- January 9, 2020 at 1:54 pm #7739
Hello everyone. I’ve just joined, so this is to say hello. I’ve been reading about and “studying” Celtic lore, druids, mythology since I was a young lad and that’s why I decided to join this group and forum. One of my favourite animals is the otter, hence my username Dowrgi, and I “have” an adopted otter in Scotland. I am particularly interested in Cornish and Breton, and I also have roots in Cornwall and the West Country. Anyway, that’s about all for now. I’m looking forward to some interesting discussions on this site.
DJanuary 13, 2020 at 9:33 pm #7870
Welcome Dowrgi. Strangely enough I recently had a dream about an otter; in my mind’s eye I saw an image of one pretty clearly. Another thing which I was thinking of at the same time was the book Tarka the Otter, in particular the image on the cover.January 15, 2020 at 8:49 pm #7921
Hello and thanks for the welcome.
I remember that book from being at junior school and I remember a film from the 70s.
The otter is an interesting character in Celtic myth and folklore. The Irish have tales of the fearsome Dobhar-chú or King of the Otters and, of course, it is one of Ceridwen’s transformations.
My own view is that the otter is one of those liminal creatures, it lives in sacred waters and on land, it eats salmon (!) and it has a very “snaky” movement, especially in water. The English, Latin and Greek words come from the same origin as the word “hydra”, it makes you wonder if the ancient legends of water-serpents might not have actually been about otters. Who knows?
I’m far from an expert, but from a bit of reading I’ve done, I’ve read that otters were sacred animals in Ancient Iran (Persia) along with dogs, hedgehogs, weasels, foxes, beavers, starlings, crows/ravens and vultures. Some familiar animals there from Celtic myth too, aren’t there? Apparently, killing an otter was considered a terrible crime and, interestingly, although hunting the otter was permitted in Scotland, it seems to have come at a great risk and potential price if you fell foul of the Otter King.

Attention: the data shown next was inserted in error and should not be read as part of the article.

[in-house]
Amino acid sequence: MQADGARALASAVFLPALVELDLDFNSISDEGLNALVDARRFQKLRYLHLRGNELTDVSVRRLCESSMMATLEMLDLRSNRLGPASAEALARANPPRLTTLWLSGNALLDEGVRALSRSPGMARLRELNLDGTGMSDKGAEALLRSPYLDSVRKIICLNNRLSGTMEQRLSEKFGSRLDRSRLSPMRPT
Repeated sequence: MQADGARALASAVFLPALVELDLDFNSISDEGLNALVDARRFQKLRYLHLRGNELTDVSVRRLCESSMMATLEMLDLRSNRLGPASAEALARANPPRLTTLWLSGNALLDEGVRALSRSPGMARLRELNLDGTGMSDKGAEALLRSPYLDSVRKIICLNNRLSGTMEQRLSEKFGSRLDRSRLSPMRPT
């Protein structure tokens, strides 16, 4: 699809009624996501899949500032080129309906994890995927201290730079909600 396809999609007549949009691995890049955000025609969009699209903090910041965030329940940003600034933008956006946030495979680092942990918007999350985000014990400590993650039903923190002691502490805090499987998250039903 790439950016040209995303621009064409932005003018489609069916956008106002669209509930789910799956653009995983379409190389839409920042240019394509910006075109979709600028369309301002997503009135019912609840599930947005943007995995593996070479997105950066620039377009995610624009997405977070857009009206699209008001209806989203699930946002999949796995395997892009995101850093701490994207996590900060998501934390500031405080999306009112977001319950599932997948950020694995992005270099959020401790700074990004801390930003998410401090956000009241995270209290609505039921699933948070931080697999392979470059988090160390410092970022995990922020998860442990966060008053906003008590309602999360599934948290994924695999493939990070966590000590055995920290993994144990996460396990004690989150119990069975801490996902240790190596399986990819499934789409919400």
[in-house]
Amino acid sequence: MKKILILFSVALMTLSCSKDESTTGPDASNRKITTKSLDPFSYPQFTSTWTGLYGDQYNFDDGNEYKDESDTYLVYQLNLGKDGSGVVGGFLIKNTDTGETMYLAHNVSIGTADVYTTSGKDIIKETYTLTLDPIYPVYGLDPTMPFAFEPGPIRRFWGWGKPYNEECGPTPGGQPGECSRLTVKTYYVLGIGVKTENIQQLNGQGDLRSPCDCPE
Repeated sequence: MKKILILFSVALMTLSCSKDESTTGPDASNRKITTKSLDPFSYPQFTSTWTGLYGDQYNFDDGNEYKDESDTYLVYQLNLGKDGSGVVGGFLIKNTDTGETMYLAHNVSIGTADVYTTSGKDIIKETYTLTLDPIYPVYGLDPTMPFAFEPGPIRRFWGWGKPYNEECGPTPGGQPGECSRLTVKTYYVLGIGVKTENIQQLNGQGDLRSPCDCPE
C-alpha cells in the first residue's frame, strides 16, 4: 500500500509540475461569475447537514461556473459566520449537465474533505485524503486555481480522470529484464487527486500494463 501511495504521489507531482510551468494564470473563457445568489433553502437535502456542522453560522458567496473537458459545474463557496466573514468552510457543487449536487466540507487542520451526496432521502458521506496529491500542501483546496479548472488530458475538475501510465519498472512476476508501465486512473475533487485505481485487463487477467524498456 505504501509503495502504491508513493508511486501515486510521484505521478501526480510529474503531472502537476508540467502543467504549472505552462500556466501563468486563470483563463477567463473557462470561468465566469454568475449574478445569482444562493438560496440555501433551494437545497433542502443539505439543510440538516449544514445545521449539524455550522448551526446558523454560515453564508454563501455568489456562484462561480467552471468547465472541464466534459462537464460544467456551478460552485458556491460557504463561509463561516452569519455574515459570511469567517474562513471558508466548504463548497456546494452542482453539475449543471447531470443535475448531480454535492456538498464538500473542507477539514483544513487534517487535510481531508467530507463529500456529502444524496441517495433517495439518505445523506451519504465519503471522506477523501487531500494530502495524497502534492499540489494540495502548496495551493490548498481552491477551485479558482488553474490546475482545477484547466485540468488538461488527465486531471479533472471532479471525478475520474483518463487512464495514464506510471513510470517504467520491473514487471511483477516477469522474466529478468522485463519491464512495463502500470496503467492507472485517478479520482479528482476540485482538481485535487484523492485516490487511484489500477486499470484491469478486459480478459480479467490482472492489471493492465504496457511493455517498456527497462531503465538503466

/|\January 17, 2020 at 4:43 pm #7966
I must read that book and I must see that film too, it could be just coincidence but then again it might not be. I am going to assume there might be a message there and attempt to work out what it is. Of course the otter is one of the forms which Cerridwen takes. My guess is that the message, wherever it is from and maybe only internal, might be something regarding Cerridwen. My studies are currently involving this story, so that makes sense.January 17, 2020 at 8:50 pm #7972
There’s a lovely traditional Gaelic reel called Pol An Madre Uisce (the Otter’s Holt) that you might like.January 17, 2020 at 8:55 pm #7973
I might check it out thank you.
- You must be logged in to reply to this topic.